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Knee & Hip Problems Message Board


Knee & Hip Problems Board Index


Boy, do I understand what you're going through, Patrick. I had had X-rays, an MRI, physical therapy, deep tissue massage (that was unbelievably painful - I'm sure I accidentally spit in my therapist's face once when I held my breath and finally burst out in pain). I was in tears at the end of two years and received the news that the arthrogram (MRI with contrast) showed nothing wrong. The pain was sudden, piercing, and excruciating, and then calm. It was like shock therapy throughout every day and even at night when I'd roll over in my sleep. Any rotation in my right foot put me through the roof. I just wanted an answer.

It was the start of my third year of "nothing wrong" when I was directed to another surgeon who did hip arthroscopy. He was the one who suggested FAI and before recommending arthroscopy, did an injection test with a numbing agent followed by a steroid to see if it was in the hip joint itself. I was told it could last months, or maybe only weeks. The first night was like a miracle. I was laying in bed and let my foot roll to the right...and for the first time in more than two years, it didn't hurt. I even had my husband drop his leg to tug on the sheets, as he's done before, which woke me from a dead sleep in pain. It didn't hurt. I know I fell asleep with a smile on my face that night.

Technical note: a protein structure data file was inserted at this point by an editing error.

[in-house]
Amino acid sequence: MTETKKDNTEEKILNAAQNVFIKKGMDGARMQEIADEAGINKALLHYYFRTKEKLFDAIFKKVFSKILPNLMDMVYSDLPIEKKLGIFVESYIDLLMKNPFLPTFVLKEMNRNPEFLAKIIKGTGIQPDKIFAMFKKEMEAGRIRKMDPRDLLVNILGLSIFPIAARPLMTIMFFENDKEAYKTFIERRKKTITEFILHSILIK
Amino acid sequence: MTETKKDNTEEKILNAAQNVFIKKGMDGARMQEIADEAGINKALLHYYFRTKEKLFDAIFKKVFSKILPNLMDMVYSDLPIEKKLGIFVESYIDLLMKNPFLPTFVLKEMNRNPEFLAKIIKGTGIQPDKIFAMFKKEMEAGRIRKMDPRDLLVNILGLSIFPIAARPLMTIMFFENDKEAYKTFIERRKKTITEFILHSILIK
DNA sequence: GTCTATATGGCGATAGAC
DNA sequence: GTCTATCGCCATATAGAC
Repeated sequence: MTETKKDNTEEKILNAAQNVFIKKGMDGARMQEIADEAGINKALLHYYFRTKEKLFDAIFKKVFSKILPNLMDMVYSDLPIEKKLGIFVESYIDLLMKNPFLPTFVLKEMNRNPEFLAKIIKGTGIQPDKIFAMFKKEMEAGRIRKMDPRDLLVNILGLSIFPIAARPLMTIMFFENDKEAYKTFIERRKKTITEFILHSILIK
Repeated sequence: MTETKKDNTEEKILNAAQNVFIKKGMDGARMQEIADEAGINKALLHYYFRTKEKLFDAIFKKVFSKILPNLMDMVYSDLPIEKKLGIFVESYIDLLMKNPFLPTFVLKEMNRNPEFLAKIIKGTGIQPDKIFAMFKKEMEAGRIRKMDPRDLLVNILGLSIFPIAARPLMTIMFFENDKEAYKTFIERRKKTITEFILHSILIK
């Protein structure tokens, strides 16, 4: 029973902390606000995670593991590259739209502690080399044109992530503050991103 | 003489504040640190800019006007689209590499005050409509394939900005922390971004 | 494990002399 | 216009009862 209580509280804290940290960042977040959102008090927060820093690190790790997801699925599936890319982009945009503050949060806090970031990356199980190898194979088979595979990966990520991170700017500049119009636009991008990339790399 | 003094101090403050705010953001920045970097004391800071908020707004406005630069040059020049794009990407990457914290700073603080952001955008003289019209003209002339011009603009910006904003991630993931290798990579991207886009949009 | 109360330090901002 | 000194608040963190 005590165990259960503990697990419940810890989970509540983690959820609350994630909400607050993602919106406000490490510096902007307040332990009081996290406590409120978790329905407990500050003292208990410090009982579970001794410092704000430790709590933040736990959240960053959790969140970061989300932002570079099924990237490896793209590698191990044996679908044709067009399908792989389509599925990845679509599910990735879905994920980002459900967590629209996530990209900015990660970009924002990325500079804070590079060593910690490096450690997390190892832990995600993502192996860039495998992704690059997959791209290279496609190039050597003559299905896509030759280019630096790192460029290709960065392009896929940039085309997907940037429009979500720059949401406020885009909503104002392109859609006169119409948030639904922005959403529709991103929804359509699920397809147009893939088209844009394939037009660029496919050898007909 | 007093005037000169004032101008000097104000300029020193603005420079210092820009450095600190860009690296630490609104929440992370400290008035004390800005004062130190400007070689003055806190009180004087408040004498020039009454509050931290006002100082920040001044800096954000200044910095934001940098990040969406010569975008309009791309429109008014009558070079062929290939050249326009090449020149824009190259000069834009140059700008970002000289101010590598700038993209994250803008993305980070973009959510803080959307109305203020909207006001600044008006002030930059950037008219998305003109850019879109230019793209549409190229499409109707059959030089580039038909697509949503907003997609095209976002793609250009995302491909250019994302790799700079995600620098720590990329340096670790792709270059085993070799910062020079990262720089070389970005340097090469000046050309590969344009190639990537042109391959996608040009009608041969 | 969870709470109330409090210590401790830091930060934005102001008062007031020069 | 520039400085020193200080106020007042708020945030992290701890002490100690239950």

Then, about 4 days later, pain started to return. I was SO disappointed. I had my follow-up with the surgeon about 2 weeks later and told him that it didn't work. He asked me, "At all?" I told him that it did work, but only for a couple of days. He responded, "But it DID work." I answered yes. From there, he referred me to an outstanding surgeon who is known nationally for his skill in hip arthroscopy. The rest of the story goes on, but that injection procedure absolutely answered the question. When I visited with the final surgeon, he asked me a lot of questions and had me explain what I recalled of how it came about. He gave me the physical exam and then concluded with, "You've got torn cartilage." I burst into a big smile and shrieked, "REALLY?" I was so happy to have that confirmation. Bet he never had someone do handstands over that kind of news, but it was such a relief to know that a solution could finally be in my future.

Do the injection, see if it answers the question. You'll feel better just knowing something! Good luck!

Laurie





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